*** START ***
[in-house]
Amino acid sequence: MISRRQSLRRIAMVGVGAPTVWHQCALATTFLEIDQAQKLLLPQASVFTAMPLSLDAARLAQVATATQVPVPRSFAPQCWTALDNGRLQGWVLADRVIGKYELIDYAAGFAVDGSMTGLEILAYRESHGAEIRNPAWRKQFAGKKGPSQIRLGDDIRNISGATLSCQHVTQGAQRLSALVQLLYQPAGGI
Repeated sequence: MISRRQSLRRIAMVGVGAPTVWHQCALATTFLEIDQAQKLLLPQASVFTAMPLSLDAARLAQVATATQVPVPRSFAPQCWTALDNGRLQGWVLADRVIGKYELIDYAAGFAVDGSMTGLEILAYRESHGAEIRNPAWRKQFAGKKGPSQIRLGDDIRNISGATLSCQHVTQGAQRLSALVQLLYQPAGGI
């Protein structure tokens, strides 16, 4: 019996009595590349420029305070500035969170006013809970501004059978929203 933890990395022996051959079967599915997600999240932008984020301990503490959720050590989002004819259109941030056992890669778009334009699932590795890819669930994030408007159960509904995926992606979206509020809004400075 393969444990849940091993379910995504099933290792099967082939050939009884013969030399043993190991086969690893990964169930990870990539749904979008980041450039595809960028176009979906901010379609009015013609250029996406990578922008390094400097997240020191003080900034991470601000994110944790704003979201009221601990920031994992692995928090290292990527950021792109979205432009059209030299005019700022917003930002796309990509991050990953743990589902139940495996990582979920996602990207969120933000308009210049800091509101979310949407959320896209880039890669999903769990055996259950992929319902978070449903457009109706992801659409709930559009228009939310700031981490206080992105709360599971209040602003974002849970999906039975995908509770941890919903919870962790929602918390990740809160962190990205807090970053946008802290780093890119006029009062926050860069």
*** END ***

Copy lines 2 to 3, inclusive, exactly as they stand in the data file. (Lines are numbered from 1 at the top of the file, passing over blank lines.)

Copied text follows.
Amino acid sequence: MISRRQSLRRIAMVGVGAPTVWHQCALATTFLEIDQAQKLLLPQASVFTAMPLSLDAARLAQVATATQVPVPRSFAPQCWTALDNGRLQGWVLADRVIGKYELIDYAAGFAVDGSMTGLEILAYRESHGAEIRNPAWRKQFAGKKGPSQIRLGDDIRNISGATLSCQHVTQGAQRLSALVQLLYQPAGGI
Repeated sequence: MISRRQSLRRIAMVGVGAPTVWHQCALATTFLEIDQAQKLLLPQASVFTAMPLSLDAARLAQVATATQVPVPRSFAPQCWTALDNGRLQGWVLADRVIGKYELIDYAAGFAVDGSMTGLEILAYRESHGAEIRNPAWRKQFAGKKGPSQIRLGDDIRNISGATLSCQHVTQGAQRLSALVQLLYQPAGGI